“I’m not a big believer in the [concept of,] ‘Do what you love and you’ll never work a day’ because if that were true, they wouldn’t call it work. There [are] still going to be things you don’t like to do. Having said that, if you find something that you despise or [that you’re not good at], and you’re not comfortable with, that’s not where your focus necessarily has to go. You don’t have to be an A student in every subject.”– Matt Skinner
Of course, the only way to find out what you like and are good at is to dabble in different things, which you can do through work experience or education. Remember to keep an open mind, and consider earning CPE credits in subjects like technology, communication, and interpersonal relationships. You may find that you really love working with people, enjoy helping clients find solutions to technology problems, or are most passionate about analyzing data and offering insights. On the other hand, you may decide you can’t stand any one of those subjects.
“I think there’s a certain point where being a specialist matters because there are certain tasks [that] any of us, all of us, despise and don’t want to do. There are certain forms you don’t want to prepare. There are certain industries that you’re not qualified to work in or at least not comfortable working in, but there’s another point at which a good skill set is applicable to a lot of things.”– Matt Skinner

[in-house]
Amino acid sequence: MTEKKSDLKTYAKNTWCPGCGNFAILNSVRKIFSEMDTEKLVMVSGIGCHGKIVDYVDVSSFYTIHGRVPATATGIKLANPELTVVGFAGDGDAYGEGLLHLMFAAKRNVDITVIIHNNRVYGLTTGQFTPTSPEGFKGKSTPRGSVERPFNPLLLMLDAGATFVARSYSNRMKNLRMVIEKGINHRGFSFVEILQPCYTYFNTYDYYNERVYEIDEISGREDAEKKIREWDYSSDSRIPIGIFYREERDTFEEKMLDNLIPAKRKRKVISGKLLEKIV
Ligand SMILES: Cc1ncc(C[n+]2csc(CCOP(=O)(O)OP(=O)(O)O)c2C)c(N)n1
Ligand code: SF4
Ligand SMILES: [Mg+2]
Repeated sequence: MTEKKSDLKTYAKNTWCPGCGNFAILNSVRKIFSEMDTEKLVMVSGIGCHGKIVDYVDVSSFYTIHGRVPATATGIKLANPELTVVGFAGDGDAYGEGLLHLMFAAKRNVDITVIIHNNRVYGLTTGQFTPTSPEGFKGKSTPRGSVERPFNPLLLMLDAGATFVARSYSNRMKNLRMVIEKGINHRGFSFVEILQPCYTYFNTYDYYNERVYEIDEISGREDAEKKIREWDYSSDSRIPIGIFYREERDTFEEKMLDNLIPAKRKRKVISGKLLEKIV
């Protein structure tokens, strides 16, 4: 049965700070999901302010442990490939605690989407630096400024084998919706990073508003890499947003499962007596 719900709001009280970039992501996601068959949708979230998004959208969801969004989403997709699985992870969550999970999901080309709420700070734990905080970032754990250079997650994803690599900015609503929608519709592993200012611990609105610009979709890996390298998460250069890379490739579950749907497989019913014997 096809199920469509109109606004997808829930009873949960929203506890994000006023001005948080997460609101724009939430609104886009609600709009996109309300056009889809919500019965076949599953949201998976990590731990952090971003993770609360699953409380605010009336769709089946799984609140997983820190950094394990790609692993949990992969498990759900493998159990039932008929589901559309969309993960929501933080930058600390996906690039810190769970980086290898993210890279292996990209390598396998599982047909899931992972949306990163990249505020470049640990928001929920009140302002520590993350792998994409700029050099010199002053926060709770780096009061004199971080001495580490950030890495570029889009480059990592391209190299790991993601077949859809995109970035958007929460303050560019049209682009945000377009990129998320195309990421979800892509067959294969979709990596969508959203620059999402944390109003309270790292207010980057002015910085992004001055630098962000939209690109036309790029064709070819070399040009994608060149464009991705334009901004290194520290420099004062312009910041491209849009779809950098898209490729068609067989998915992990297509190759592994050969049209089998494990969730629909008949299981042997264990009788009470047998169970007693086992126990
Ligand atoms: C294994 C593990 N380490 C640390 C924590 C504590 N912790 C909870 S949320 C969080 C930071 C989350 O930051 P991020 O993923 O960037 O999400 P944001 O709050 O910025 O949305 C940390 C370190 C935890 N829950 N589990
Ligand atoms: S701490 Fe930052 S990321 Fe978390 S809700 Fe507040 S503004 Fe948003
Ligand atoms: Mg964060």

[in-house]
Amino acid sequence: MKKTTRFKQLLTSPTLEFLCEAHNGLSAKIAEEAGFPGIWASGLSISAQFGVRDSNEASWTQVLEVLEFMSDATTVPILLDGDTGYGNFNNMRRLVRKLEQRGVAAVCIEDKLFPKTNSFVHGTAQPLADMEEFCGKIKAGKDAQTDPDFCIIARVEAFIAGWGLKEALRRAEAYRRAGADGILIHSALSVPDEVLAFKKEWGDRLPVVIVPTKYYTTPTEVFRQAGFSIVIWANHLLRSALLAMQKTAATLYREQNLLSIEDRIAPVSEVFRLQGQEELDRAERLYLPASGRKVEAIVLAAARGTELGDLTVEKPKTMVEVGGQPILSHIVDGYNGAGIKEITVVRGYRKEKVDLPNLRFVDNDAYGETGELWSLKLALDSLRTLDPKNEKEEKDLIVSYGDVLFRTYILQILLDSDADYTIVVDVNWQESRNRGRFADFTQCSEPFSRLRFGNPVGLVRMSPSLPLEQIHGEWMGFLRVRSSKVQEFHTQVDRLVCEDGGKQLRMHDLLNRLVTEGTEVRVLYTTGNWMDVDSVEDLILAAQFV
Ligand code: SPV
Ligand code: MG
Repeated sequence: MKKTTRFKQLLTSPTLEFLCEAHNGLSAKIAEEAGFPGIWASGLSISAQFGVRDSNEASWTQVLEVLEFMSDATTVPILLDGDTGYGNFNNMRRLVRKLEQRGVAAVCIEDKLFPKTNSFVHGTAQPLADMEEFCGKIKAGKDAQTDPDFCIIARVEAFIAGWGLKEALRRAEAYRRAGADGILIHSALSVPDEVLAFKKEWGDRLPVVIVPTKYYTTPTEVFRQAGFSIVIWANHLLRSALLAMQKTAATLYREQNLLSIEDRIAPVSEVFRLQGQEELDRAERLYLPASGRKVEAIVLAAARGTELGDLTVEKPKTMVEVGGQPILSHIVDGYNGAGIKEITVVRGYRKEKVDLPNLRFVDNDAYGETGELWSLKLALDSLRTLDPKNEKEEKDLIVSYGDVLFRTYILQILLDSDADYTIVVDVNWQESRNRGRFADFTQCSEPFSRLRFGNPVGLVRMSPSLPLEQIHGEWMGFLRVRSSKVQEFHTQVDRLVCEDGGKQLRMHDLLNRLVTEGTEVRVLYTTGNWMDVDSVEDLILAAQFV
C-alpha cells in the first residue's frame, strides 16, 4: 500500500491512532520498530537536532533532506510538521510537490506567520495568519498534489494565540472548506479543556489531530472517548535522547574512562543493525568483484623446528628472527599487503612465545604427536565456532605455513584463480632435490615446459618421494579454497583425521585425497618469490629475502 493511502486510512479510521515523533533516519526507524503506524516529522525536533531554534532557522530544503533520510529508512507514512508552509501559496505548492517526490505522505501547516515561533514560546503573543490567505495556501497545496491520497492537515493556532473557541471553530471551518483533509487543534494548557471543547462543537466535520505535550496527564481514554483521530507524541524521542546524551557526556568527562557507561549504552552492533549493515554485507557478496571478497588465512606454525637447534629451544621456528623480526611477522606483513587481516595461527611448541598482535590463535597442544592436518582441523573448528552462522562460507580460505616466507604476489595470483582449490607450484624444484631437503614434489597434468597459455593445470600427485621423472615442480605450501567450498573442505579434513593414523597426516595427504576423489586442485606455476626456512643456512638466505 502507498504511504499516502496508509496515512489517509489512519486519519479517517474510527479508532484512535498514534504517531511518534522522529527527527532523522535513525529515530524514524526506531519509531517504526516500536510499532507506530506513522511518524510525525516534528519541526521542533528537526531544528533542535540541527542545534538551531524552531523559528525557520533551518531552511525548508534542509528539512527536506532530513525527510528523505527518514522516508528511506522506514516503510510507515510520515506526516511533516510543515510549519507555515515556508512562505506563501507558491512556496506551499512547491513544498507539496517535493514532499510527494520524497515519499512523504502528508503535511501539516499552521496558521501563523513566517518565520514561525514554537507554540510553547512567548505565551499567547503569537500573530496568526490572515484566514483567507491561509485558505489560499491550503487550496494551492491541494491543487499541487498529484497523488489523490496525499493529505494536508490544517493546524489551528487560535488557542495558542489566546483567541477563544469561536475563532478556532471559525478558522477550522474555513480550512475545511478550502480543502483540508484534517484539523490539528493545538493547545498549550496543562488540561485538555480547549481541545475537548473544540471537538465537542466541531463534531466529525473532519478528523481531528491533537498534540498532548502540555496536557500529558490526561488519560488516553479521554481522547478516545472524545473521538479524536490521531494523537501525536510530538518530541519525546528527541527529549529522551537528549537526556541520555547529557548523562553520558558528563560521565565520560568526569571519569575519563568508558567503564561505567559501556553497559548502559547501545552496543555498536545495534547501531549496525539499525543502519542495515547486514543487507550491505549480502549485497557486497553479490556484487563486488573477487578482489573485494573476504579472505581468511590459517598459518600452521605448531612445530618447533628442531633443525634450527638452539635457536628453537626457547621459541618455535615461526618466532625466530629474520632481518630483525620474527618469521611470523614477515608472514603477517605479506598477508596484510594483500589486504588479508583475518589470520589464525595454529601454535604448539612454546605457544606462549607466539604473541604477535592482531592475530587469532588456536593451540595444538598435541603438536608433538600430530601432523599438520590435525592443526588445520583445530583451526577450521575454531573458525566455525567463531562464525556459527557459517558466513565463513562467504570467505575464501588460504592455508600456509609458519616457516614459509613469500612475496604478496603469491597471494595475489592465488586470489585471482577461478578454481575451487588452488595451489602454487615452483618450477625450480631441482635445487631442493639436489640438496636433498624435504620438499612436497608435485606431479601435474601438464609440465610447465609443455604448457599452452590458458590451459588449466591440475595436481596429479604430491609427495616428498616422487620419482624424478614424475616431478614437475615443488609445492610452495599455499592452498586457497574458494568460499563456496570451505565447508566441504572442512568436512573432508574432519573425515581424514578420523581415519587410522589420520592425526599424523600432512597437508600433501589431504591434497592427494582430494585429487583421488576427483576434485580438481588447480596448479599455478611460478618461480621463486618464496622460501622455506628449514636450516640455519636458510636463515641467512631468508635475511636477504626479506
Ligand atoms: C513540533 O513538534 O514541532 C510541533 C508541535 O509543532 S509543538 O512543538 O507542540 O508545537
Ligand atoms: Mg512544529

As Matt said, focusing on what you like and are good at doesn’t mean you should neglect every other area. To be truly useful to the majority of your clients—and to give yourself as much flexibility and room to pivot as possible—you should develop your abilities in several core areas of accounting. Then, master the ones you love the most.
“I think that being that generalist of 50% to 60% of [areas] is an open skillset that’s applicable to a lot. [When it comes to] advising people—whether it’s [about] numbers or [about] human beings—there are certain patterns that you’ll [recognize] you can apply over time to different places.”– Matt Skinner
Always balance your career development goals between what you’re passionate about and what clients need. Matt, Will, and Caleb argue that most clients need a well-rounded advisor who can help them in a variety of ways. Matt advised choosing five or six primary areas to focus on—anything else is not necessary.
For example, he doesn’t do income taxes anymore, and instead, has a few colleagues he’ll refer his clients to. If there are areas of accounting that trouble you, you do have the option to avoid them altogether.
Being a specialist and a generalist serves client needs
To be effective and to have higher money-making opportunities, you need to be positioned to solve a variety of your client’s issues. Put yourself in their shoes—what are they really looking for? Most want help with important life decisions. Since financial decisions affect every aspect of our lives, your role as an advisor is crucial. You can help guide people through difficult decisions and in doing so, build trust and long-term relationships.